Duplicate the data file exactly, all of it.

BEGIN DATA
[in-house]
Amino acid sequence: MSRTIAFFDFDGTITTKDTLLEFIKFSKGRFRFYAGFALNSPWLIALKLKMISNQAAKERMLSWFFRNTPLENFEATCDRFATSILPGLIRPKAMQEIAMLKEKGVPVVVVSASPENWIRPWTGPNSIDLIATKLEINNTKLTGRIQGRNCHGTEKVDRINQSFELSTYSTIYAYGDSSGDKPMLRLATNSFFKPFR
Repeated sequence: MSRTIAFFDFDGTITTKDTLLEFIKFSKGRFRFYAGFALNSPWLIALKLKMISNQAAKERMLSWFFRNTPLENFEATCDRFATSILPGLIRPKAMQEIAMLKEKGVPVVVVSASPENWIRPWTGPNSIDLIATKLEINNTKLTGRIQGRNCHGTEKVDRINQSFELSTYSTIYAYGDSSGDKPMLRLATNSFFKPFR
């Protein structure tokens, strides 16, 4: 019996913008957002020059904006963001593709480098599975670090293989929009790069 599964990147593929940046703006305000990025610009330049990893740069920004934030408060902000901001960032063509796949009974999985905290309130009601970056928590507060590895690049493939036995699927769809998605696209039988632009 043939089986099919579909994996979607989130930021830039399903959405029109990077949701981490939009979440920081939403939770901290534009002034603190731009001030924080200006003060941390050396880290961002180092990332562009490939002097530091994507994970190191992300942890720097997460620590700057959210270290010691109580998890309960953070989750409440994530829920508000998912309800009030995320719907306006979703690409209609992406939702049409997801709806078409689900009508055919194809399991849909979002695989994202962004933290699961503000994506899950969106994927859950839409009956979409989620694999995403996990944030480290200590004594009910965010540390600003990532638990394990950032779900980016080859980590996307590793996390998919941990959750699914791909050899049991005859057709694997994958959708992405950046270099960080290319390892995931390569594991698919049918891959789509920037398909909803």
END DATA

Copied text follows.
[in-house]
Amino acid sequence: MSRTIAFFDFDGTITTKDTLLEFIKFSKGRFRFYAGFALNSPWLIALKLKMISNQAAKERMLSWFFRNTPLENFEATCDRFATSILPGLIRPKAMQEIAMLKEKGVPVVVVSASPENWIRPWTGPNSIDLIATKLEINNTKLTGRIQGRNCHGTEKVDRINQSFELSTYSTIYAYGDSSGDKPMLRLATNSFFKPFR
Repeated sequence: MSRTIAFFDFDGTITTKDTLLEFIKFSKGRFRFYAGFALNSPWLIALKLKMISNQAAKERMLSWFFRNTPLENFEATCDRFATSILPGLIRPKAMQEIAMLKEKGVPVVVVSASPENWIRPWTGPNSIDLIATKLEINNTKLTGRIQGRNCHGTEKVDRINQSFELSTYSTIYAYGDSSGDKPMLRLATNSFFKPFR
């Protein structure tokens, strides 16, 4: 019996913008957002020059904006963001593709480098599975670090293989929009790069 599964990147593929940046703006305000990025610009330049990893740069920004934030408060902000901001960032063509796949009974999985905290309130009601970056928590507060590895690049493939036995699927769809998605696209039988632009 043939089986099919579909994996979607989130930021830039399903959405029109990077949701981490939009979440920081939403939770901290534009002034603190731009001030924080200006003060941390050396880290961002180092990332562009490939002097530091994507994970190191992300942890720097997460620590700057959210270290010691109580998890309960953070989750409440994530829920508000998912309800009030995320719907306006979703690409209609992406939702049409997801709806078409689900009508055919194809399991849909979002695989994202962004933290699961503000994506899950969106994927859950839409009956979409989620694999995403996990944030480290200590004594009910965010540390600003990532638990394990950032779900980016080859980590996307590793996390998919941990959750699914791909050899049991005859057709694997994958959708992405950046270099960080290319390892995931390569594991698919049918891959789509920037398909909803």